The term “Rare Disease” suggests unknown territory, complications and no easy answers. That terminology definitely describes my rare bone disease.
My Orthopaedic Specialist appointment today didn’t fully deliver on my great expectations but on some levels it did. It certainly delivered a sense of direction and further understanding of what it means to live with a “rare” disease.
My Specialist was hopeful a new medication, suggested to him at a conference, might work for me but after consulting other Specialists on my team he found it would actually make my situation worse……so not an option.
Stem Cell Therapy or transplants and Plasma Rich platelets injections etc, are also not an option in my case. My bone disease, last year, dissolved a bone graft within 3 months of surgery, taking everyone by surprise. My Drs have never seen anything like it.
My Specialist said today, “Sam, we have no idea what your bone disease will do when we try to intervene and because of that we won’t ever take the risk of trying something that has no strong evidence of working in more normal cases”.
My Specialist explained a stem cell transplant, in my case, could trigger serious complications. Lots more research is required in this area for complex Orthopaedics and it was explained I’m too high a risk for complications to be used as a guinea pig. My Endocrinologist has said the same in terms of research trials.
We are also still holding off on major surgery to replace the pole in my left non union femur, as it’s still hanging in there with no cracks, despite being under pressure from supporting a 3 year old break. That’s a miracle!! We are celebrating that as we all agree I don’t need more surgery unless absolutely necessary.
I’m having a bone scan on Friday as I have suspected right sacrum and tibia fractures. My bone disease is still progressing so we need to make sure that any stress fractures are not in bones that could cause serious medical issues by becoming major pathological fractures. If there is evidence of stress fractures, surgery may be unavoidable. We’ll cross that bridge if we need to.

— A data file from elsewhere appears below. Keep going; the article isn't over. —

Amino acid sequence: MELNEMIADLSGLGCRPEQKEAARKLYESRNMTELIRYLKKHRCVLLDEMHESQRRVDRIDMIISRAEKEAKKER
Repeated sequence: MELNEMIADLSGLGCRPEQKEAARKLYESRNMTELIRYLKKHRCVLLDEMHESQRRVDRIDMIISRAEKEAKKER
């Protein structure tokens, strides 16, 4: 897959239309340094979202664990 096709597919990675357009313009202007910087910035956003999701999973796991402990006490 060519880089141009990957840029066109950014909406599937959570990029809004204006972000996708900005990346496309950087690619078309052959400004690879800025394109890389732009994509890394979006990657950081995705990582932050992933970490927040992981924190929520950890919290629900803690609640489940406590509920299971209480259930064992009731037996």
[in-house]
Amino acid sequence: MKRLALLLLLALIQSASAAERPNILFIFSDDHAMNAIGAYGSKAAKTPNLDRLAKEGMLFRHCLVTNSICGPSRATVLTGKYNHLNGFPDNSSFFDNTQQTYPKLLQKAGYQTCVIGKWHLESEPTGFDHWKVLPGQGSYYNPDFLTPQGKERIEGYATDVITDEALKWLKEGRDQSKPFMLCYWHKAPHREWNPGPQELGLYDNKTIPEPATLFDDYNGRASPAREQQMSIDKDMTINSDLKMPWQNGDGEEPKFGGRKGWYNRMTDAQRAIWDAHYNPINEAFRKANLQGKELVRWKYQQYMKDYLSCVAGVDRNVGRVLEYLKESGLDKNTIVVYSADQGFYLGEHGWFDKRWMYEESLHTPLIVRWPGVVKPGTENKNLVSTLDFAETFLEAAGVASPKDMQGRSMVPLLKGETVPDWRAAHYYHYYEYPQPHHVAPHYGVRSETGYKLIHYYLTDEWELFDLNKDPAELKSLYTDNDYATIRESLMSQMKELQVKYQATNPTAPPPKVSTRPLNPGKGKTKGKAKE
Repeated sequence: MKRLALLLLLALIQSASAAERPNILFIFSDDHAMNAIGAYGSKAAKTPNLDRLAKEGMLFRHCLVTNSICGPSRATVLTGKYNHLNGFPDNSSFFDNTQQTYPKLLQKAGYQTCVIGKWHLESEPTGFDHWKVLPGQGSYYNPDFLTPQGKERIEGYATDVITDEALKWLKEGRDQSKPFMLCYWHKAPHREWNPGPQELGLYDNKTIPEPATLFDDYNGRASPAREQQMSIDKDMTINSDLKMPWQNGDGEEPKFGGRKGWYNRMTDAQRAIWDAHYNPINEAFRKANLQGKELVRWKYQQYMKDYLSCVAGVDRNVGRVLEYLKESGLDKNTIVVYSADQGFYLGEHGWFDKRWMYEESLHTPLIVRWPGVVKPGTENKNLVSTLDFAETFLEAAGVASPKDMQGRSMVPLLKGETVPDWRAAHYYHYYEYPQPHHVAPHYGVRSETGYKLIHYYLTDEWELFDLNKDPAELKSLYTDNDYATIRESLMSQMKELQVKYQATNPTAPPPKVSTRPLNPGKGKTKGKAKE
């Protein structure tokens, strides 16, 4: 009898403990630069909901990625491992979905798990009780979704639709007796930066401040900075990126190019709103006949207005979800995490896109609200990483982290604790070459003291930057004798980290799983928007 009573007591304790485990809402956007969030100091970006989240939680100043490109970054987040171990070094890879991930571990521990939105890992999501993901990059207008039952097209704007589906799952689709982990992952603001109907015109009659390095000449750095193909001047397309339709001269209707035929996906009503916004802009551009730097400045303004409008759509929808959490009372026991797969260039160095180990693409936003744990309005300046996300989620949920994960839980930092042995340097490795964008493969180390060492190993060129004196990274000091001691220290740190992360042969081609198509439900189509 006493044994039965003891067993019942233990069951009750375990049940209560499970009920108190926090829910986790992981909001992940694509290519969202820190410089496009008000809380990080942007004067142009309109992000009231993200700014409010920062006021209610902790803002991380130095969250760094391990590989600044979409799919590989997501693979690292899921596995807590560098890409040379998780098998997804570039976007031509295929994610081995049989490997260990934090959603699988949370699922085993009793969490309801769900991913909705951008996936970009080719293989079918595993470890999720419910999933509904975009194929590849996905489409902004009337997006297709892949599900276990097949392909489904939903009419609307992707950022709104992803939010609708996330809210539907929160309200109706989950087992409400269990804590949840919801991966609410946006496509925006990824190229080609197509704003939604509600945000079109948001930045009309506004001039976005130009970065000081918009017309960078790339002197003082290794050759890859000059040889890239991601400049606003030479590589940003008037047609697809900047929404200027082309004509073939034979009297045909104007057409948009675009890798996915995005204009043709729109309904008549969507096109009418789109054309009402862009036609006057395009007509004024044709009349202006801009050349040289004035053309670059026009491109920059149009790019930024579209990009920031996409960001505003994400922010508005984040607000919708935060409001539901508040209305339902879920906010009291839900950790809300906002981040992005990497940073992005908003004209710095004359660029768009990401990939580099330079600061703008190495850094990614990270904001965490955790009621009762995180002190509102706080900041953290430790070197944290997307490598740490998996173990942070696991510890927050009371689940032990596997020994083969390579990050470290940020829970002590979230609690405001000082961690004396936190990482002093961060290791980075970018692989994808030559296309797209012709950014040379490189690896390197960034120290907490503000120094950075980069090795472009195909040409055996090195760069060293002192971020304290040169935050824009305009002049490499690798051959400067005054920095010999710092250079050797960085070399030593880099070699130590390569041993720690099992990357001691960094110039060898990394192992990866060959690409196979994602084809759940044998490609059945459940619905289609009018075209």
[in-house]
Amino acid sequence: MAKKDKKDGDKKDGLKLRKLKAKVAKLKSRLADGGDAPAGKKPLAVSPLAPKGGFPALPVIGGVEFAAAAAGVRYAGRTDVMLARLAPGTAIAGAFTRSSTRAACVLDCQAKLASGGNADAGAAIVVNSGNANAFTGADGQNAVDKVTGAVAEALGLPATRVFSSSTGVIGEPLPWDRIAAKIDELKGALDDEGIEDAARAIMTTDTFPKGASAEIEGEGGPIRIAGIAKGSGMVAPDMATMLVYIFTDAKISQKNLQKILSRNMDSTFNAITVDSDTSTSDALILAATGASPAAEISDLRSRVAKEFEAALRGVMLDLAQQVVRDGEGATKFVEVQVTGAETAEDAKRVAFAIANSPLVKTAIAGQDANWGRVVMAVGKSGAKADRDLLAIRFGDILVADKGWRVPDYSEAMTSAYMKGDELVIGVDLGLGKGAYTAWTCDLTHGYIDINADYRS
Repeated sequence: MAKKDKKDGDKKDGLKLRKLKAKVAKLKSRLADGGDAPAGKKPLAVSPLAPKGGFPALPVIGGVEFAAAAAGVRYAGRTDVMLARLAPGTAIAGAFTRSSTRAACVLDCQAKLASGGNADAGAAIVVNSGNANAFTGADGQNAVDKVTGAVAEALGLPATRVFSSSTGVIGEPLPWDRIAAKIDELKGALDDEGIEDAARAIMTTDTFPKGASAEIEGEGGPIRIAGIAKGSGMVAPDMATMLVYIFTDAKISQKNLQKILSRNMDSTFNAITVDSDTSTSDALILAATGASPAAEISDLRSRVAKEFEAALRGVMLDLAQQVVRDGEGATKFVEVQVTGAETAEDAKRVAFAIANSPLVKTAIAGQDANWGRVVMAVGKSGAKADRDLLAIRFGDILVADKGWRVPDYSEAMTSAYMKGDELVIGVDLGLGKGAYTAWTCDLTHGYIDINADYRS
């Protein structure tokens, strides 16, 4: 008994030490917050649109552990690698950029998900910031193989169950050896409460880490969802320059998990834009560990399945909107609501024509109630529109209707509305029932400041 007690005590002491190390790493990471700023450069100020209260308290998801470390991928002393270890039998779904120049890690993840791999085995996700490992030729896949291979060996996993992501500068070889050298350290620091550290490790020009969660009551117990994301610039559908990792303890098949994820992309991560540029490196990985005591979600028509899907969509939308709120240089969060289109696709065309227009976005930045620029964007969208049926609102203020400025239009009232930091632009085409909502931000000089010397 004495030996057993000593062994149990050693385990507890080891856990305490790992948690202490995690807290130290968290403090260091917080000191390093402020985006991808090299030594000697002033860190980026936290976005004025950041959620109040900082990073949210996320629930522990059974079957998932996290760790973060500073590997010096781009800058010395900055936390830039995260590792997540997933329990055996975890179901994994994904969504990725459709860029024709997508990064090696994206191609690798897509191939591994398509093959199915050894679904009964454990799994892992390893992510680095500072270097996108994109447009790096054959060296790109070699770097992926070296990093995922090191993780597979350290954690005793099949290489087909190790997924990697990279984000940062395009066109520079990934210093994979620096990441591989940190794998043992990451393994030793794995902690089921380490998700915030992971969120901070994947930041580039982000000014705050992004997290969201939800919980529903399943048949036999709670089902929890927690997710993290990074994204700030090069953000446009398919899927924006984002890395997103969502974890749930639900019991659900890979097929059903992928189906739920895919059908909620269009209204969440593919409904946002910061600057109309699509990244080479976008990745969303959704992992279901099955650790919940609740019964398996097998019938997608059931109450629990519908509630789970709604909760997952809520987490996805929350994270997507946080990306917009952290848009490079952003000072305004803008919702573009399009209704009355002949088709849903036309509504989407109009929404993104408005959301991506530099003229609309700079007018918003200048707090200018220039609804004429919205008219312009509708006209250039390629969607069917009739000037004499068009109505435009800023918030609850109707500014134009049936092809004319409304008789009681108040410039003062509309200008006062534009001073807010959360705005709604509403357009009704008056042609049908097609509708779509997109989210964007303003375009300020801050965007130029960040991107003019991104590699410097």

While there is no great miracle cure or new treatment option ahead, I’m very happy with the appointment and the ongoing care from my medical team. Sometimes with complex diseases it just is what it is and accepting that is as powerful a pain reliever as any medication or procedure.
I feel relieved not to be taken on a wild goose chase and to know that I am in safe hands.
As my appointment was coming to an end, my Specialist said to my husband and I that I am always at the back of his mind. He won’t give up researching and wondering about what might be best for me. I really can’t ask for more than that. 💗
If you’re looking for genuine support, care, understanding & friendship, you are so welcome to join my closed Facebook support forum, Medical Musings with Friends . It’s a safe place to connect with others living with chronic & complex diseases, who truly understand the daily challenges. A warm welcome awaits.
I’m a Contributor at “The Mighty”. You can check out my published articles at My Author Page
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2 thoughts on “Accepting Reality”
Dear Sam, I will keep you in my prayers and on my mind.
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Thank you Marla 💗💗